Federal grant programs often require local matching dollars — money the poorest communities don’t have. Some health programs devote extra resources to rural communities, but misclassify which ones are “rural.” The federal government incentivizes banks to invest in struggling neighborhoods. But those incentives don’t work well in rural communities with no local bank branches. The government also has an array of tax credit programs to support development. But they work best with large-scale urban projects, not small rural ones.
“Scale is really the enemy of rural development,” said Dave Clark, the executive director of Woodlands Development Group and its partnering community lender, which have helped restore historical properties in small West Virginia downtowns. “Nobody’s getting rich off of these projects. We can structure them in such a way that people won’t lose money. But they’re not going to be making a lot of money off these projects with the current tools we have in place.”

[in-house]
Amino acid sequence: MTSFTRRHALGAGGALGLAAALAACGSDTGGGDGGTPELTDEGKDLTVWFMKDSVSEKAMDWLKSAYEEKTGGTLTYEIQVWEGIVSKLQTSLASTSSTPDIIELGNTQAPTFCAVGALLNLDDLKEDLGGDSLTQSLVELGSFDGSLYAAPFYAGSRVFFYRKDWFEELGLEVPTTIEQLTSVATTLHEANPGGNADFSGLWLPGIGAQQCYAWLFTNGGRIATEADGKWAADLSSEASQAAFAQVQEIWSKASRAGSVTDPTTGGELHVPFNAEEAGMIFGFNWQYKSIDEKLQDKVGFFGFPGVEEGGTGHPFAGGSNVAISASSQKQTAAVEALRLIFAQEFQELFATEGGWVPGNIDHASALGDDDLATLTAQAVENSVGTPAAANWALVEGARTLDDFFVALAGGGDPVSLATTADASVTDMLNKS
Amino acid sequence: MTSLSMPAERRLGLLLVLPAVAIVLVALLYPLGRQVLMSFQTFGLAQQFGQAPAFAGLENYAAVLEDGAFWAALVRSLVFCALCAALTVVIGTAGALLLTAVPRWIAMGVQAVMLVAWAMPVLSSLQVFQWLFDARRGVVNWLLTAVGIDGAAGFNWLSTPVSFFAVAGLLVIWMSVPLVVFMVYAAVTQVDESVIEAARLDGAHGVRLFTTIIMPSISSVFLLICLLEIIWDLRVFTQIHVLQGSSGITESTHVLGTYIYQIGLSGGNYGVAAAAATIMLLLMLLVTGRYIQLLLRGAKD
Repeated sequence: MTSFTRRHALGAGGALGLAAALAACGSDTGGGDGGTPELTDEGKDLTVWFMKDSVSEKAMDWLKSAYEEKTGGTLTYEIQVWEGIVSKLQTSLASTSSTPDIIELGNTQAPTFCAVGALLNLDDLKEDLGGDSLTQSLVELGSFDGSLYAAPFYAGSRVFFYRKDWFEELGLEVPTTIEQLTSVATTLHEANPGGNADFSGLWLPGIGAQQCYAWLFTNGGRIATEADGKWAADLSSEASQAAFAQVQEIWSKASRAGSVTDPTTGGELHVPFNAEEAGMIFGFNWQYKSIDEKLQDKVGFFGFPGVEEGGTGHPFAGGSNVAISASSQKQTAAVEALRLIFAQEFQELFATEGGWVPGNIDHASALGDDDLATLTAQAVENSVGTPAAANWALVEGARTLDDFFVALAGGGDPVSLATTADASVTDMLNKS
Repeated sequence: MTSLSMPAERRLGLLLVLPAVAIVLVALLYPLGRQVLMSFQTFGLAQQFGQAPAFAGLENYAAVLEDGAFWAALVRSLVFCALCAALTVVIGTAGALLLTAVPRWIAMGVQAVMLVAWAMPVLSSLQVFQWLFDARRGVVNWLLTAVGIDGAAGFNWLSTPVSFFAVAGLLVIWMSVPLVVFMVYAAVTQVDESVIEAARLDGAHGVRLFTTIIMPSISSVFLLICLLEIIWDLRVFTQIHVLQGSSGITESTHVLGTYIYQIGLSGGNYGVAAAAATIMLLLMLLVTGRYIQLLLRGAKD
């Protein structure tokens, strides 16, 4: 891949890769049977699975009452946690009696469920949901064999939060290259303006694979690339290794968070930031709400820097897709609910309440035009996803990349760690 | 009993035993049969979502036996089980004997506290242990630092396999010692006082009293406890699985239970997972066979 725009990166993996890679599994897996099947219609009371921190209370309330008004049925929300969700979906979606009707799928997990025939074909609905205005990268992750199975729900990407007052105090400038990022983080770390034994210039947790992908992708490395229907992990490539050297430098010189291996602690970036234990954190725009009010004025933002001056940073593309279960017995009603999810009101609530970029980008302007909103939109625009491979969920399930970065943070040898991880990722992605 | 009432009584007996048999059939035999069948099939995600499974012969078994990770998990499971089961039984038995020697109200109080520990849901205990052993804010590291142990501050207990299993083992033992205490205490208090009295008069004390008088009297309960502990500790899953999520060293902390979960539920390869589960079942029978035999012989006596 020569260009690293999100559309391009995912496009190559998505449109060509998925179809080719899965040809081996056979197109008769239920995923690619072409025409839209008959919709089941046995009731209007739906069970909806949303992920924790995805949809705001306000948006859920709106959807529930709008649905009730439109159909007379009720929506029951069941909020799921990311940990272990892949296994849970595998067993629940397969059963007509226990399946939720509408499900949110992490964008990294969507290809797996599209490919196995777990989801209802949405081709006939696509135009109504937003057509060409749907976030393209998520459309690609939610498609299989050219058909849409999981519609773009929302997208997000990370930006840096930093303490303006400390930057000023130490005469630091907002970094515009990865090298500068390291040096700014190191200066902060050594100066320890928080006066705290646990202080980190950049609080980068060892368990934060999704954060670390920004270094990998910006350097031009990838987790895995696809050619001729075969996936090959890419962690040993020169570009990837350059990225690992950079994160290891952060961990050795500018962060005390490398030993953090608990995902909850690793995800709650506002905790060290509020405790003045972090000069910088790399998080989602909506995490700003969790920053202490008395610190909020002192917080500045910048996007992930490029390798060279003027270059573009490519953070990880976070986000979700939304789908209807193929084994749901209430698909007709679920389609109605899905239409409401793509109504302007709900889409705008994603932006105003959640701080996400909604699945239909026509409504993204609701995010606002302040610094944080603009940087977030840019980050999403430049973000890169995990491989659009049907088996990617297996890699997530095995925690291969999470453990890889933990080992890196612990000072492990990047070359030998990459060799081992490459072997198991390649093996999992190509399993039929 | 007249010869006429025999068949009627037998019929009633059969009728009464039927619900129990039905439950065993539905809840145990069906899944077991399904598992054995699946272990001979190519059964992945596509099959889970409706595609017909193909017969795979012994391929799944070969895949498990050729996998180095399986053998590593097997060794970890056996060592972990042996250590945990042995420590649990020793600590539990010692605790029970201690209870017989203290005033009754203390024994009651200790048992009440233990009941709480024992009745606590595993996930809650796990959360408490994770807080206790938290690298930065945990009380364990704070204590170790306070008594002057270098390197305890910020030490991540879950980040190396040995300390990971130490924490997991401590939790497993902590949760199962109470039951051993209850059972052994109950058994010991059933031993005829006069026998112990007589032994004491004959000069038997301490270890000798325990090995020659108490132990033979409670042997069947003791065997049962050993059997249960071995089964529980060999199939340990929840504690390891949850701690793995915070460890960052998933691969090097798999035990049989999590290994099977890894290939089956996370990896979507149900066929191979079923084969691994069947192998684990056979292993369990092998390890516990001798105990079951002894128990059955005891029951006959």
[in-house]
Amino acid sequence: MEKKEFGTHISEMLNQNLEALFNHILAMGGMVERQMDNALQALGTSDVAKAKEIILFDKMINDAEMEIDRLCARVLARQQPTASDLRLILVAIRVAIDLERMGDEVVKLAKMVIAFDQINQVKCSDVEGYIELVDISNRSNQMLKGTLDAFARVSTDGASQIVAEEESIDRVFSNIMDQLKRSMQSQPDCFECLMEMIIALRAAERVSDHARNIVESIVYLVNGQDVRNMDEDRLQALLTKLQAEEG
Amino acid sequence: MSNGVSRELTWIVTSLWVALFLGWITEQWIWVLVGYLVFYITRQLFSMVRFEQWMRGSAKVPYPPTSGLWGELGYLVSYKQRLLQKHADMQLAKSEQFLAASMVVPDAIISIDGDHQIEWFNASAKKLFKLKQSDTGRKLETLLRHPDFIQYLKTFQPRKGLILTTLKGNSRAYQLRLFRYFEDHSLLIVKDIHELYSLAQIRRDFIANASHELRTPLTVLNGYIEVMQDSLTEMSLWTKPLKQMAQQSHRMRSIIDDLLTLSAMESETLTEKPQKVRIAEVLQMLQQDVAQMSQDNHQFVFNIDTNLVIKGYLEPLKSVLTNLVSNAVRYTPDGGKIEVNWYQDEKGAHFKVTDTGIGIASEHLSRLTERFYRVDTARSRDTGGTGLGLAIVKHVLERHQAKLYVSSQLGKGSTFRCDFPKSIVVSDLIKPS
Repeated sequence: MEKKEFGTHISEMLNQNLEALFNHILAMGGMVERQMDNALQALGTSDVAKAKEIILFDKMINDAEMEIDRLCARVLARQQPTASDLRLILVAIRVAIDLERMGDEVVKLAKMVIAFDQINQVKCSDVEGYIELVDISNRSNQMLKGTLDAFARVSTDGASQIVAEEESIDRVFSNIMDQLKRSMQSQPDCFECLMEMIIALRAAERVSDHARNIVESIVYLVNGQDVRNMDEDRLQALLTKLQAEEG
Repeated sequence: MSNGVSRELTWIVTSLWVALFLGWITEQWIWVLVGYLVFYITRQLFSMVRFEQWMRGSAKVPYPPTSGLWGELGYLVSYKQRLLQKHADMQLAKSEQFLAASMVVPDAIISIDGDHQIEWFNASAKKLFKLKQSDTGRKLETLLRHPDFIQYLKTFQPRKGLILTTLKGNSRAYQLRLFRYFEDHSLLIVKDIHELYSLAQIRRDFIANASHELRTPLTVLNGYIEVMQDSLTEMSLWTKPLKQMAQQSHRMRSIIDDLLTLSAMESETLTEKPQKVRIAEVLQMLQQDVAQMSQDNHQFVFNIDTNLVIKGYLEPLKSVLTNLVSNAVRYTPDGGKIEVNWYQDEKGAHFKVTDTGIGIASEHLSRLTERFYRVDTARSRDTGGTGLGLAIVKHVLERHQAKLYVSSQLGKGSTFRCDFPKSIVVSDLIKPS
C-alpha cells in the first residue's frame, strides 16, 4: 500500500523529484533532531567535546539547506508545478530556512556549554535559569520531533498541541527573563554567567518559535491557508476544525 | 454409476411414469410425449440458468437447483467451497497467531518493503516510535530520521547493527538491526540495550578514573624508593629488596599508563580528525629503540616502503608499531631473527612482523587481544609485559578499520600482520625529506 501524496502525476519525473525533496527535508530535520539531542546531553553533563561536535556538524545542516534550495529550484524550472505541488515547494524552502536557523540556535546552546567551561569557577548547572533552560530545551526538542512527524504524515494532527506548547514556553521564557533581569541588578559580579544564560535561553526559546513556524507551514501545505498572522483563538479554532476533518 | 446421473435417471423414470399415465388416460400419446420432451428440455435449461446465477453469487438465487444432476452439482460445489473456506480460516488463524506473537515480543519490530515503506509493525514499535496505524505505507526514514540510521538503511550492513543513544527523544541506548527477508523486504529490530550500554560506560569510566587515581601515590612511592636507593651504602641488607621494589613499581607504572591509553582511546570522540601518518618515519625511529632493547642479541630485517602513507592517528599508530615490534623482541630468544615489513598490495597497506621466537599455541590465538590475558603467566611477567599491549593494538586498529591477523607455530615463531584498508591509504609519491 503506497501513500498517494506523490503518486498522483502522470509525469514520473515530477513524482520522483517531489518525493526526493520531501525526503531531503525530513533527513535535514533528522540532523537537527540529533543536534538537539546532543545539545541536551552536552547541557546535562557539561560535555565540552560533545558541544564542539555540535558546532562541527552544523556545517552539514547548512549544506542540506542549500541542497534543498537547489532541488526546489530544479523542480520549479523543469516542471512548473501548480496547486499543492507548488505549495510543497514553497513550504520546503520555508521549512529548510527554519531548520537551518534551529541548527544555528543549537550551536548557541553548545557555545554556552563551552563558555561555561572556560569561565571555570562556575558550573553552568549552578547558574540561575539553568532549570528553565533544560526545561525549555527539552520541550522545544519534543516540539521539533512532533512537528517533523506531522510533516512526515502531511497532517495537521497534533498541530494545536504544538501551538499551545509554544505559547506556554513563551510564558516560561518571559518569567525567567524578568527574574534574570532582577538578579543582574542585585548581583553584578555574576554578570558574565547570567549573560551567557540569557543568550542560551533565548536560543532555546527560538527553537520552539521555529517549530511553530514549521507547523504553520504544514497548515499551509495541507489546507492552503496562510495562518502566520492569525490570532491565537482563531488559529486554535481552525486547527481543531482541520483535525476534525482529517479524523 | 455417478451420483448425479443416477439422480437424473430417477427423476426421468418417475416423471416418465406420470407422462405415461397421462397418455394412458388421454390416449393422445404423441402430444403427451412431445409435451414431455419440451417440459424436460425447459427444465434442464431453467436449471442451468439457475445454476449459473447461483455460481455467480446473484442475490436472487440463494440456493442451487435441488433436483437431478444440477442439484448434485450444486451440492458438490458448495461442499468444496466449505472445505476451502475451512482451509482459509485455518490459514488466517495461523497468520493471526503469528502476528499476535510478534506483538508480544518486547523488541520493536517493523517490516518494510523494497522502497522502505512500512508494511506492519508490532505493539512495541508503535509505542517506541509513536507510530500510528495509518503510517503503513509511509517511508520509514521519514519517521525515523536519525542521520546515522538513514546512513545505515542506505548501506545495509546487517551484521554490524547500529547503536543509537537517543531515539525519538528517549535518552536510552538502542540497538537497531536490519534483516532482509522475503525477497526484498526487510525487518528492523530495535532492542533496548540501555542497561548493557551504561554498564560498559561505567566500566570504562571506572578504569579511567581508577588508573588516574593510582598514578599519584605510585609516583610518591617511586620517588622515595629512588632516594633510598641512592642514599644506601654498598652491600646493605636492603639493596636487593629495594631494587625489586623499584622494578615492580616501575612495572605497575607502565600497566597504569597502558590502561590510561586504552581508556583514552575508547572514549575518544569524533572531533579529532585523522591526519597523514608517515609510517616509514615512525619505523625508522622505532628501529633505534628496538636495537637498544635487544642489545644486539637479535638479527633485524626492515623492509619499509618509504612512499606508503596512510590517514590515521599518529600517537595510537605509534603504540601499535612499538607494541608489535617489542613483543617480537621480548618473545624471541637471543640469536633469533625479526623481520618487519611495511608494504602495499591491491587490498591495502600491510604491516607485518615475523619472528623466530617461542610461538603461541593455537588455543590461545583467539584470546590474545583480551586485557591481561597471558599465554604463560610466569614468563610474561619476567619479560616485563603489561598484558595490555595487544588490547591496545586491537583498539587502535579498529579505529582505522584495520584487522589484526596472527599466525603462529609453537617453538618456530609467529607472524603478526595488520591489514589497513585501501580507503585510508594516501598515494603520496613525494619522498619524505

The economics of redevelopment in the state are particularly tricky given that the state government has limited resources, local governments have meager tax revenue, and philanthropic dollars are scarce (those out-of-state coal companies didn’t leave behind a lot of local family foundations).
“Resources — all resources — tend to flow to places of density,” said Jen Giovannitti, president of the Claude Worthington Benedum Foundation, the largest donor in West Virginia of any private foundation. “I’m talking about philanthropic density, population density, the institutional density. All of that money tends to cluster there.”